Here we addressed the question whether geographic factors play a role in SUID risk across the United States. We found that there was marked geographic variation in SUID rates across the country, but the variation decreased after adjusting for known risk factors. After adjustment, nine states were found to have significantly higher or lower SUID mortality compared to the national average.
Juan M Lavista Ferres, Tatiana M Anderson, Richard Johnston, Jan-Marino Ramirez, Edwin A Mitchell. January 2020. Pediatrics.
This study found that SUID deaths that occur in the first week of life (days 0-6) are statistically different from deaths that occur between days 7-364. The groups differed in assigned cause of death code, live birth order, marital status, age of mother, birth weight, and gestational length.
Tatiana M Anderson, Juan M Lavista Ferres, Shirley You Ren, Rachel Y Moon, Richard D Goldstein, Jan-Marino Ramirez, Edwin A Mitchell. April 2019. Pediatrics
Study found that SUID risk more than doubled with any maternal smoking during pregnancy and increased twofold between no smoking and smoking a single cigarette daily throughout pregnancy. Assuming causality, we estimate 22% of SUID cases in the US can be directly attributed to maternal smoking during pregnancy.
All five research pillars combined indicate that a vulnerable child succumbs to SIDS/SUID during their first year of life when exposed to external stressors such as lack of oxygen, a condition that is for example encountered when children sleep on their stomach.
Developmental factors that contribute to a child’s vulnerability such as maternal smoking have been confirmed by our epidemiological studies. Such scientific research has led to campaigns to reduce smoking and prone sleeping which has saved thousands of lives.
One important, yet still little understood, factor that renders a child vulnerable is genetic disposition. Recent advances in whole-genome and RNA-sequencing opened up the opportunity to genetically screen every child that succumbs to SUID in order to determine whether an underlying genetic vulnerability contributed to their death.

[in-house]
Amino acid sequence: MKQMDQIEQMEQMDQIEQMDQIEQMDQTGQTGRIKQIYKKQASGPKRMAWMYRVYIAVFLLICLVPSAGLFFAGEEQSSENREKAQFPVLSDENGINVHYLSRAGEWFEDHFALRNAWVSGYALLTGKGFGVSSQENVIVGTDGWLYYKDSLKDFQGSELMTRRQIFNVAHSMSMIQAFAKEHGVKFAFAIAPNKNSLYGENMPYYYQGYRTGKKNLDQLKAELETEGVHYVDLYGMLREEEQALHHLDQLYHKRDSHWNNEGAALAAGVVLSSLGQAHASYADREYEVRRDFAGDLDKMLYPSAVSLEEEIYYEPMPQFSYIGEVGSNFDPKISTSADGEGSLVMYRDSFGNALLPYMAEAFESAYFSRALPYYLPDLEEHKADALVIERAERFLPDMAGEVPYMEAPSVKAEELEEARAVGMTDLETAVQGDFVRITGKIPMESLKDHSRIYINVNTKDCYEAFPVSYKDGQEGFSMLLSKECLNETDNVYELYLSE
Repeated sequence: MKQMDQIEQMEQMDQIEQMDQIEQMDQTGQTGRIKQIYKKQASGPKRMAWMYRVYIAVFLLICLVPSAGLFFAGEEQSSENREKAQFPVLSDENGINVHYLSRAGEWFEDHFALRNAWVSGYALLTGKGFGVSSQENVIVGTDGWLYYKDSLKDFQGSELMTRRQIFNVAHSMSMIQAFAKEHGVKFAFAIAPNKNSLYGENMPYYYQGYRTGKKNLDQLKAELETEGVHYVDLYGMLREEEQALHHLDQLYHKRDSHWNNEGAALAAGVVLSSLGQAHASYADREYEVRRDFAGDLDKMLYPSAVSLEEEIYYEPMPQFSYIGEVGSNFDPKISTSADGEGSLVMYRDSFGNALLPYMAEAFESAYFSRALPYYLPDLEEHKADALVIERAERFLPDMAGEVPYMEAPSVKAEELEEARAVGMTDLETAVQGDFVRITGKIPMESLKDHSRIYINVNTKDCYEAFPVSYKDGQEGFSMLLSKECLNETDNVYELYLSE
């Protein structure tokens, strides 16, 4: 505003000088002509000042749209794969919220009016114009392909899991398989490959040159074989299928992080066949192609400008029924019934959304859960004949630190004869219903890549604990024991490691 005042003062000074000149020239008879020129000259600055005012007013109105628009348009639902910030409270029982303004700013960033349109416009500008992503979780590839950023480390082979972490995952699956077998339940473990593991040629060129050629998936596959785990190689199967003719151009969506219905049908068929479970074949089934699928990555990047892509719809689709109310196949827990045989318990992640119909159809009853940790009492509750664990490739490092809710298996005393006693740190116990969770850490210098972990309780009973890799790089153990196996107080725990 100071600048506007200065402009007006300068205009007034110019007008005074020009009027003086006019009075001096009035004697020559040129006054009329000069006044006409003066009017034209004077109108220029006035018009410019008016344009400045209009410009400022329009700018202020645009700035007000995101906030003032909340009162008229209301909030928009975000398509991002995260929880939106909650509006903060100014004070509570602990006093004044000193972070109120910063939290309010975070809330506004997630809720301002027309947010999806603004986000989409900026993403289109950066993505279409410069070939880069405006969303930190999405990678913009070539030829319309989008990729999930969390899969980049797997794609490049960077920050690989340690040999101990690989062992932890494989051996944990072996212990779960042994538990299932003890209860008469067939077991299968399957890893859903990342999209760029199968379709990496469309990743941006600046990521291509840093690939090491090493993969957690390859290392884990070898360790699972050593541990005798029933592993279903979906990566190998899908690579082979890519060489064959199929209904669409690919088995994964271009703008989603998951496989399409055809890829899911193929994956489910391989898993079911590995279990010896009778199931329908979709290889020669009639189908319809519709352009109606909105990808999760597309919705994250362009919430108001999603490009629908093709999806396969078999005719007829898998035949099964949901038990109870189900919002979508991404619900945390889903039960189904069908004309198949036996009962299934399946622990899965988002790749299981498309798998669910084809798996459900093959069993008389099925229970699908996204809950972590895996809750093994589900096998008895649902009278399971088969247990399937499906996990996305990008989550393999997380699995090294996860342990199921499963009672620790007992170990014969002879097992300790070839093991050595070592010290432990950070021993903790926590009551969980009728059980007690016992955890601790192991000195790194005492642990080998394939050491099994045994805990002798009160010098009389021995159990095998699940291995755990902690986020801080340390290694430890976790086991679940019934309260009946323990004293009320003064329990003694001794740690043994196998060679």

In the future, this evolving research area will allow us to develop effective strategies to prevent further deaths, such as newborn screening which can identify genetic risk factors.
The majority of our resources are invested in building the world’s largest SIDS-focused whole-genome database. Like the CDC data base, which has been instrumental for our published epidemiological research, we expect that this genetic data base will lead to many scientific manuscripts that will inform parents, researchers and clinicians, and will safe future lives.
Jan-Marino Ramirez, Liza J Severs, Sanja C Ramirez, Ibis M Agosto-Marlin. June 2018. The Journal of Physiology.
Failure to adequately regulate levels of oxygen and carbon dioxide in the brain has been associated with many disorders including sudden infant death syndrome. This review explores questions surrounding how the brain senses and regulates oxygen, carbon dioxide, and changes in pH.
Jan-Marino Ramirez, Sanja C. Ramirez, Tatiana M Anderson. SIDS Sudden Infant and Early Childhood Death: The Past, the Present and the Future. Adelaide (AU): University of Adelaide Press; 2018 May. Chapter 27.